“Human trafficking as we know is real and it is taking place in plain sight. Today, we will explore the ramifications and solutions to address Human trafficking,” said Sen. Forde.

Alaine Lockhart-Mollah, Vice President of V.I. Social Action Coordinator said, “Slavery is an ancient trade that has been abolished throughout the world. Modern day slavery such as human trafficking, is an act in which human beings has lost their freedom.” She continued, “Human beings are being trafficked for as low as $90.00 per person. This can happen in a home in which the parents are trafficking their child. Human trafficking happens in plain sight.”

Columbia, Santo Domingo, Jamaica, Antigua, Indonesia, Malaysia, Vietnam, Philippines and Florida are some of the places in which victims has been trafficked from and transported to a new location; according to the testimony of Keisha Culpepper-Smith, President of Delta Sigma Theta Sorority, Inc.

“How severe is the problem with human smuggling that leads to human trafficking?” asked Sen. Forde. Eugene Thomas, Resident Charge for Homeland Security on St. Croix said, “There are cases that starts out as human smuggling then eventually leads to human trafficking.” Sen Forde inquired, “What are the statistics of these types of cases?” Thomas stated that most of the cases are not reported. Therefore, it is hard to track cases in which individuals are enslaved.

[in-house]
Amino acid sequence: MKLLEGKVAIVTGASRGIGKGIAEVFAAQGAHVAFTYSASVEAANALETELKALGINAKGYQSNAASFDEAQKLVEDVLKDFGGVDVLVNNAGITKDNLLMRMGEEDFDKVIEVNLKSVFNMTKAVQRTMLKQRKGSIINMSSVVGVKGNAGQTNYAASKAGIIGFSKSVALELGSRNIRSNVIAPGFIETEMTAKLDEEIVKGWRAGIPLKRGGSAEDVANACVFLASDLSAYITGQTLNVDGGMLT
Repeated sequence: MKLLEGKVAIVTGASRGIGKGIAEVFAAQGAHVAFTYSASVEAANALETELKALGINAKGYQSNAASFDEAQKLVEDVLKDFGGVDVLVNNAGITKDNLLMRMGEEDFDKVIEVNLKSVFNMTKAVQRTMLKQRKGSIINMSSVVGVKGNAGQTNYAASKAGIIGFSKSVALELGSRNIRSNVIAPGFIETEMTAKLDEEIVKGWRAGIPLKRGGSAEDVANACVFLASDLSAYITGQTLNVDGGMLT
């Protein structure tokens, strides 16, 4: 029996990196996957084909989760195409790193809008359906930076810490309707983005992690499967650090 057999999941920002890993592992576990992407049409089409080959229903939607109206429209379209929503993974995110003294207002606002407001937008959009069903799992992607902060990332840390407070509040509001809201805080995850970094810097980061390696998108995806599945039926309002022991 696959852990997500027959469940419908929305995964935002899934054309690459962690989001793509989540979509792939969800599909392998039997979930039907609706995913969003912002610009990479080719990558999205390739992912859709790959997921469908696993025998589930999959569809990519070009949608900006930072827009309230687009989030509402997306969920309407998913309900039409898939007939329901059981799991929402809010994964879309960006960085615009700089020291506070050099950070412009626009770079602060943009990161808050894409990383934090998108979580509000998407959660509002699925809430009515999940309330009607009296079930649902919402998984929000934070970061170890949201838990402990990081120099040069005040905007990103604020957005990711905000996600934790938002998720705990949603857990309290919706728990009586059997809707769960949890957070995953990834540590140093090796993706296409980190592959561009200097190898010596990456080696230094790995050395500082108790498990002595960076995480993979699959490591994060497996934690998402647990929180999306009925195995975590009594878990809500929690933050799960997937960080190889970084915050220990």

Sen. Tregenza Roach asked, “Does the Victim Protection Act of 2000, have dual persecution for victims who were first smuggled and then later trafficked?” Christian Fisanick, Esq. Assistant U.S. Attorney said, “There are statues that allows for persecution per crime against criminals.”

Sen. Brian Smith said, “We have a tremendous problem on our hands with human trafficking. The lack of identification of what’s really happening to a victim can cause someone to overlook the situation.” He asked, “How many cases did you persecute in the Virgin Islands?” In response, Attorney Fisanick said, “There has been a total of two cases persecuted locally and they were domestic related.” Vivianne St. Juste, Executive Director of the Family Resource Center added, “It’s hard to put a number when there are victims who are unable to identify exactly what was happening to them. This occurs when victims are unaware of these types of crimes.”

Sen. Dwayne DeGraff asked, “What were some of the factors that helped the Office of the U.S. Attorney get a conviction on the human trafficking cases?” Attorney Fisanick stated that in one of the cases the mother had a written contract to prostitute her daughter.

Sen. Forde stated that the next step is for lawmakers to collaborate with the various agencies to strengthen legislation against human trafficking in the Territory.                                                                                                                                 ###